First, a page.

We got off the train in Galle and decided to walk the 14 minutes to our hostel. Aside from every single tuktuk driver beeping at us, we got to the place in an uneventful fashion. We couldn’t work out how to get in the entrance of the hostel as the main gate was closed and there was a sign with 2 phone numbers written in pen on the door and both were out of service. We sat on our bags in a semi-abandoned state when a man came out of the guesthouse next to us, he informed us that the people who ran the hostel had packed up shop and gone back to China, updating nothing and no-one to their decision. But he had a room, and we could stay if we needed to. It was an easy decision and we allowed ourselves to be rescued.
Galle is a wonderful city on the southwest tip of Sri Lanka. According to wiki (the font of all knowledge) the Portuguese arrived in the 16th century when Galle was the main port. Shortly after, in 1640 the Sinhalese King invited the Dutch over to help fight the Portuguese, and in true colonial style the price Sri Lanka would pay was all major ports and Tamil regions of their country being taken by the Dutch. The history of Sri Lanka is long and complex but very interesting, so do your googles because this is not a history lesson. The Portuguese built a fortified city in Galle – apparently the best example of one in south-east Asia – this was then further fortified by the Dutch in the 17th century and is now a world heritage site. Maybe this is a history lesson….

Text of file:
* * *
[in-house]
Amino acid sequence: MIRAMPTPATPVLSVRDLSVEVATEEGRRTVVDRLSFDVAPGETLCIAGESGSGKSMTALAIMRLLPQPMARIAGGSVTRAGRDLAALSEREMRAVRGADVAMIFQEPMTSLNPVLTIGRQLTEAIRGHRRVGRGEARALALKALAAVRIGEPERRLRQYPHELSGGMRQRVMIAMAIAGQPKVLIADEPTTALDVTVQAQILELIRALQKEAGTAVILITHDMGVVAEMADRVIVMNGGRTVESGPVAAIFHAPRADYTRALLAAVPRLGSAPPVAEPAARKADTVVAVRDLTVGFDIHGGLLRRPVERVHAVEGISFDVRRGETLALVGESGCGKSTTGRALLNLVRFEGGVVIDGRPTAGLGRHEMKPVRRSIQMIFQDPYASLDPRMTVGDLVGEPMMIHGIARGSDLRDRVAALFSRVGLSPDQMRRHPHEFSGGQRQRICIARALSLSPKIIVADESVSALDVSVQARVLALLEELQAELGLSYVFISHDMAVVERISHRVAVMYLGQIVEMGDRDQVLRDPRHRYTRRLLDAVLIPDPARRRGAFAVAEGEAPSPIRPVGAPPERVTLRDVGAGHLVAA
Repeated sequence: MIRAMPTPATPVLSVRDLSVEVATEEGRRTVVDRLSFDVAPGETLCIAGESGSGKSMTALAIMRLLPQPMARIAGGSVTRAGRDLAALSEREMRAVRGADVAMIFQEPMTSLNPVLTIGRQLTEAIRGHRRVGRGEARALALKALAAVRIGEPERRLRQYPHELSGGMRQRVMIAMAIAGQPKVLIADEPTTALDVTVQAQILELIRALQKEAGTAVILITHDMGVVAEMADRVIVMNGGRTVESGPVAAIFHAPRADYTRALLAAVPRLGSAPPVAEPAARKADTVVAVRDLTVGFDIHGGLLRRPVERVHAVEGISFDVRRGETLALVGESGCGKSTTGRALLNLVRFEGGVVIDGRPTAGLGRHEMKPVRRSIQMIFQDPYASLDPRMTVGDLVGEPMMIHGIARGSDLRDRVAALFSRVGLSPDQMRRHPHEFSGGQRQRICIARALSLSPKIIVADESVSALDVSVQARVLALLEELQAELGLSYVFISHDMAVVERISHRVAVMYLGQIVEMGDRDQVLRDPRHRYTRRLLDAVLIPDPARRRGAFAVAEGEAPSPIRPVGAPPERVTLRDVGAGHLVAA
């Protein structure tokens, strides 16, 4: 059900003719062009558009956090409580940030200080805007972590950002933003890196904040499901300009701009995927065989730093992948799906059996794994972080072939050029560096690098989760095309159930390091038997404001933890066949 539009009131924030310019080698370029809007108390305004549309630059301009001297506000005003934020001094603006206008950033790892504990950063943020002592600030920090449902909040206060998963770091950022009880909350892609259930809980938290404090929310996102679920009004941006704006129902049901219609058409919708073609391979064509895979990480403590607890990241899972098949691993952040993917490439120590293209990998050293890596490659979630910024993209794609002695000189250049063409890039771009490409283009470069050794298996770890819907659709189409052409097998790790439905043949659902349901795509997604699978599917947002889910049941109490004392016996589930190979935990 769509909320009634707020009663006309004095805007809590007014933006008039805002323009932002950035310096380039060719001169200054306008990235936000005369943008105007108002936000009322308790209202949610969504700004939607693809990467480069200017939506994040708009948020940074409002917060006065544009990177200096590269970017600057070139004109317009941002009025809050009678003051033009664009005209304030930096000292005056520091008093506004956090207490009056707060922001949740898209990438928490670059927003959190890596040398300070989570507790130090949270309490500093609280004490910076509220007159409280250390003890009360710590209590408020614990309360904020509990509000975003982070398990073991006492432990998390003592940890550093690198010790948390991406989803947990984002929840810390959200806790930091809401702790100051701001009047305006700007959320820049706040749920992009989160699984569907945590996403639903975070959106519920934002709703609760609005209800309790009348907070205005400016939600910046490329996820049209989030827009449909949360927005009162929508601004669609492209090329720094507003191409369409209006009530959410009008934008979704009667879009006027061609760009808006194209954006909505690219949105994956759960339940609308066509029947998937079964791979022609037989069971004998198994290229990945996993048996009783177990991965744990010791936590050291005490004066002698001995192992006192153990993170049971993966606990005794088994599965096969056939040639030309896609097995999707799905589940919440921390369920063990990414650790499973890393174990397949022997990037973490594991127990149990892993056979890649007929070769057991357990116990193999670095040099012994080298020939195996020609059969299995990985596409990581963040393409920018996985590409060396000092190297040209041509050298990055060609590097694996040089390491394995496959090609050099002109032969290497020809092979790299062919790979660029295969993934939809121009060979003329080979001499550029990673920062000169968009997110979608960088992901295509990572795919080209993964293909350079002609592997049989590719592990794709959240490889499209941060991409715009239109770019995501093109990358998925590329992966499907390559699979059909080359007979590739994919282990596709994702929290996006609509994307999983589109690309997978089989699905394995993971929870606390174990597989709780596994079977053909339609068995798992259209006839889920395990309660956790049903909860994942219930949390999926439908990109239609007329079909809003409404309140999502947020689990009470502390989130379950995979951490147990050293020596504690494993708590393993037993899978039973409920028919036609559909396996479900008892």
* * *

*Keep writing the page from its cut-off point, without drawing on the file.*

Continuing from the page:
Now Galle Fort is used as a sort of shopping/tourist area. Around the perimeter there are some historical buildings, a museum, and the courts. In the old dutch hospital you will find some shops and restaurants. The top floor gets a lovely breeze and great sea views. We stopped for iced tea at One Minute By Tuk Tuk which is a small cafe on the upper level. Galle is dotted with wonderful little places like this. If you like a slower pace of life I recommend Galle for a few days of pootling about. It might be too slow for some (my husband thinks you should only visit Galle for a single day) but if you enjoy hidden cafes, fruit markets spilling onto the street, historic buildings, and no crowds, then this might be the place for you.
Bus to Mirissia
The bus from Galle to Mirissa saved us time and money in the end because the bus drops you off right at Mirissa beach and only costs 90 rupees each (£0.40). They run every 30 minutes from the huge bus station near the train station in Galle. There are people who stand outside the bus and shout destinations so you can confirm with them that it is the correct bus. You take a seat and pay when the ticket conducter walks through. If you have large bags and choose not to leave it in the luggage rack at the front then you buy will need to buy a seat for your bag too. We are traveling with one 55 liter Osprey Farpoint and one 40 liter Osprey Fairview so we managed to stuff them under our feet.